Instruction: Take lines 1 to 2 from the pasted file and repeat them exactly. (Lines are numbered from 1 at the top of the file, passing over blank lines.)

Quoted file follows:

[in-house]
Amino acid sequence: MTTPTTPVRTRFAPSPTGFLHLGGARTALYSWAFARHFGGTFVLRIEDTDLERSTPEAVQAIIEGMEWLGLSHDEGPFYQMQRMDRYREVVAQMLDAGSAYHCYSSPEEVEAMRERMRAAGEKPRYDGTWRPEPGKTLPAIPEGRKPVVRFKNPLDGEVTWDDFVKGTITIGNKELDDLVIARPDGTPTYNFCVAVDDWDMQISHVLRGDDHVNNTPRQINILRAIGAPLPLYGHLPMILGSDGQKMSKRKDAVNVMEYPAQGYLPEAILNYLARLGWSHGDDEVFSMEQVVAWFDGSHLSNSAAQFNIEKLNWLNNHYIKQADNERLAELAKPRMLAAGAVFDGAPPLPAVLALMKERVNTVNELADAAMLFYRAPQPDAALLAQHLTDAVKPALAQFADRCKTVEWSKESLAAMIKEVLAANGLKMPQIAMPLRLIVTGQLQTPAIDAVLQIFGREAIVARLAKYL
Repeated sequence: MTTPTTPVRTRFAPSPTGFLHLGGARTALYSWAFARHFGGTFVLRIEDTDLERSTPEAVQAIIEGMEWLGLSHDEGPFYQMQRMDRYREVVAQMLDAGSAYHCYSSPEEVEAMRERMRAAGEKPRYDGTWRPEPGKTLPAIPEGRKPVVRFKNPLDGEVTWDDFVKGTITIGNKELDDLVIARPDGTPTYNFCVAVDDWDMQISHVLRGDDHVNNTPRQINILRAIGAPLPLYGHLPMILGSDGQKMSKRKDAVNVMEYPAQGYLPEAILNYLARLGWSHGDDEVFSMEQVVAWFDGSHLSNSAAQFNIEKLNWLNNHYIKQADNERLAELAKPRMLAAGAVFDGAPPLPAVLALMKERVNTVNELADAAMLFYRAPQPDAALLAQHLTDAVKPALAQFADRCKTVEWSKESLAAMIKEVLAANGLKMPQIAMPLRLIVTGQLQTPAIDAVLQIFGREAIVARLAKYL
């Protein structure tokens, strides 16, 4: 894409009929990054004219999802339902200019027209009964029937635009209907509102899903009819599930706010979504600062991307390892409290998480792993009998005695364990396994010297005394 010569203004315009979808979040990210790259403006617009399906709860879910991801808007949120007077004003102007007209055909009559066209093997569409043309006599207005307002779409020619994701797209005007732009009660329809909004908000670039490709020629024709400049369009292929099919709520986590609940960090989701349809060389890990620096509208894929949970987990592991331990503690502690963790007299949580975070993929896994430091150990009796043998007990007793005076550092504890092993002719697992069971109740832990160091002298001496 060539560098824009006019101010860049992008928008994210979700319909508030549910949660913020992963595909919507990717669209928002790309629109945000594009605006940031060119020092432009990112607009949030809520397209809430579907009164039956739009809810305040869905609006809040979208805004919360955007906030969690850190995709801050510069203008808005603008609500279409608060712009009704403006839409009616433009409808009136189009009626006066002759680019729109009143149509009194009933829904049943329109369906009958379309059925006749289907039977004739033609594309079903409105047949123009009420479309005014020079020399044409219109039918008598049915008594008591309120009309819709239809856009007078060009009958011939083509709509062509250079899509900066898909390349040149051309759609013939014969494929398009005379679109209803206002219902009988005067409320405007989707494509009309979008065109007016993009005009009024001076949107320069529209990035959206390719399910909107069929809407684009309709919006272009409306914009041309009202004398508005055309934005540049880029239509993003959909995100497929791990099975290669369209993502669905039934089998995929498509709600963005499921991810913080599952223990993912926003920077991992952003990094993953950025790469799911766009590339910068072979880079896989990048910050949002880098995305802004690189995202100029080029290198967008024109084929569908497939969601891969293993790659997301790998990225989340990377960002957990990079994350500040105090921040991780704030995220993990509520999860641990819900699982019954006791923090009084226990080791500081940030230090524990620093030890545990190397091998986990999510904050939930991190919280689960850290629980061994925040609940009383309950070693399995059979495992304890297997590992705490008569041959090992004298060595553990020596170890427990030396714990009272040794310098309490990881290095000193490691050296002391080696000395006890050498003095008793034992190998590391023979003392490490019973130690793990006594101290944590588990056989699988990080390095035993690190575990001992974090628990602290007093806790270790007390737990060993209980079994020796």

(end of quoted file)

[in-house]
Amino acid sequence: MTTPTTPVRTRFAPSPTGFLHLGGARTALYSWAFARHFGGTFVLRIEDTDLERSTPEAVQAIIEGMEWLGLSHDEGPFYQMQRMDRYREVVAQMLDAGSAYHCYSSPEEVEAMRERMRAAGEKPRYDGTWRPEPGKTLPAIPEGRKPVVRFKNPLDGEVTWDDFVKGTITIGNKELDDLVIARPDGTPTYNFCVAVDDWDMQISHVLRGDDHVNNTPRQINILRAIGAPLPLYGHLPMILGSDGQKMSKRKDAVNVMEYPAQGYLPEAILNYLARLGWSHGDDEVFSMEQVVAWFDGSHLSNSAAQFNIEKLNWLNNHYIKQADNERLAELAKPRMLAAGAVFDGAPPLPAVLALMKERVNTVNELADAAMLFYRAPQPDAALLAQHLTDAVKPALAQFADRCKTVEWSKESLAAMIKEVLAANGLKMPQIAMPLRLIVTGQLQTPAIDAVLQIFGREAIVARLAKYL